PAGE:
One suggestion would be to rethink where those philanthropic dollars go – especially with the findings of one 2020 survey, which found that revenues of the Black-led organizations are 24 percent smaller than the revenues of their white-led counterparts. To that end, the Racial Equity Philanthropic Fund, part of the global non-profit Echoing Green, sets out to take on that imbalance.
Companies can even go a step further – as in providing resources to develop leadership within communities of color, which in the long term could help nonprofits and other organizations have a voice and as the saying goes, have a seat at the table.
Your company’s social justice and environmental commitments aren’t silos – they should be one and the same. After all, many communities still feel as if their point of view on environmental justice are not being heard, from poorer neighborhoods and Indigenous communities.
Whether those pledges apply to the global supply chain or here in the U.S. ensuring that your company’s operations don’t have a disruptive environmental impact on overlooked communities is the floor – not the ceiling.
“The simple answer is that the social change millions of people are seeking right now is inextricably linked with climate justice,” 3p’s Kate Zerrenner wrote last year.
Last year’s convergence of the global pandemic, the economic crises and the protests for racial justice showed that people aren’t satisfied with promises – they wanted action. And although there are some signs of progress, as in the recent success of women (including two Black women) CEOs, citizens aren’t sitting around waiting for meaningful change. That is particularly true of Black citizens.
“…a growing number of Black Americans aren't waiting for the C-suite to welcome them and are founding their own enterprises instead,” Mazzoni wrote after the November election. “Black women in particular represent the fastest growing entrepreneurial population in the U.S.: The number of companies owned by Black women has grown by 164 percent since 2007, and they now launch more businesses than any other group.”
But whether they seek to climb the corporate ladder or launch their own ventures, barriers still remain: Black entrepreneurs, for example, are still largely underfunded, summed up by the story of this black business owner in Cleveland.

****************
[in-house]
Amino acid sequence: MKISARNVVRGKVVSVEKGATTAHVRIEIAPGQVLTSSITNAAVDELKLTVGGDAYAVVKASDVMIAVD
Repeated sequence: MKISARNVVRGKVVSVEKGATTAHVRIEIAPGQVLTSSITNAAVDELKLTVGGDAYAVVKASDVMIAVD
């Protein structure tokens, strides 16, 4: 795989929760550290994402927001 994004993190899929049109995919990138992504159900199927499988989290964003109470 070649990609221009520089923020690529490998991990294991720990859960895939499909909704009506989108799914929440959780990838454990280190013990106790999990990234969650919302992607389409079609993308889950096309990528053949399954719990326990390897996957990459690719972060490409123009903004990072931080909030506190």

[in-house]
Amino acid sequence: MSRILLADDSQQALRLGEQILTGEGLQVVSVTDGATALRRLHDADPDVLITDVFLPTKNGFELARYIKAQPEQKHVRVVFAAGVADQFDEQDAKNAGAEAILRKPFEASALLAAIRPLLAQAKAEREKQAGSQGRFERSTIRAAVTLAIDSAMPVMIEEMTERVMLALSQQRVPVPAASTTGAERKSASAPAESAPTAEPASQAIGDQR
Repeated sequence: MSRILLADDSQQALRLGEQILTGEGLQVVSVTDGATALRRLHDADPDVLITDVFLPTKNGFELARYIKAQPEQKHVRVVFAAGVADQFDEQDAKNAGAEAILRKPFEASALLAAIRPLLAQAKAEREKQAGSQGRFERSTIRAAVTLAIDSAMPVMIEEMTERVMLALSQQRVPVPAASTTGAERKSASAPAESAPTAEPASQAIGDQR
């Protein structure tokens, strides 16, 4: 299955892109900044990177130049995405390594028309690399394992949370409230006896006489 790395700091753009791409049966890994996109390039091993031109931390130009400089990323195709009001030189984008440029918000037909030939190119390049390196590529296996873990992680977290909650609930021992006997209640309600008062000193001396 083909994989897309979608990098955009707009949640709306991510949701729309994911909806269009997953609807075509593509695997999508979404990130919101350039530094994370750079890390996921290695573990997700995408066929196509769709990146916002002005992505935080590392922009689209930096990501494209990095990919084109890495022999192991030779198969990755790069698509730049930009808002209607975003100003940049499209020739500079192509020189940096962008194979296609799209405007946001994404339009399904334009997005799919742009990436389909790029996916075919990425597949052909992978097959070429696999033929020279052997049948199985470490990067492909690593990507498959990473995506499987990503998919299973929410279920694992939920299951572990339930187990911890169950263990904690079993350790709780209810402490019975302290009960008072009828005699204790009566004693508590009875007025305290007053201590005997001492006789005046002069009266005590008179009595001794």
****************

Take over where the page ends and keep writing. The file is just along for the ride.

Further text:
The triple bottom line is that companies have the expertise, money and clout to push forward on racial equity. Those five- or 10-year promises won’t cut it: Plenty of work needs to be done now, as far too many people have been held back for too long.
Racism has long hurt people, it’s affected the planet and yes, it has had an impact on profits. “If educational attainment among Black women had kept pace with that of white women from 1960-2019, the U.S. would have generated an additional $107 billion in economic activity,” S&P Global concluded in a recent report.
Image credit: Jennifer Lo/Unsplash
Leon Kaye has written for 3p since 2010 and become executive editor in 2018. His previous work includes writing for the Guardian as well as other online and print publications. In addition, he's worked in sales executive roles within technology and financial research companies, as well as for a public relations firm, for which he consulted with one of the globe’s leading sustainability initiatives. Currently living in Central California, he’s traveled to 70-plus countries and has lived and worked in South Korea, the United Arab Emirates and Uruguay.
Leon’s an alum of Fresno State, the University of Maryland, Baltimore County and the University of Southern California's Marshall Business School. He enjoys traveling abroad as well as exploring California’s Central Coast and the Sierra Nevadas.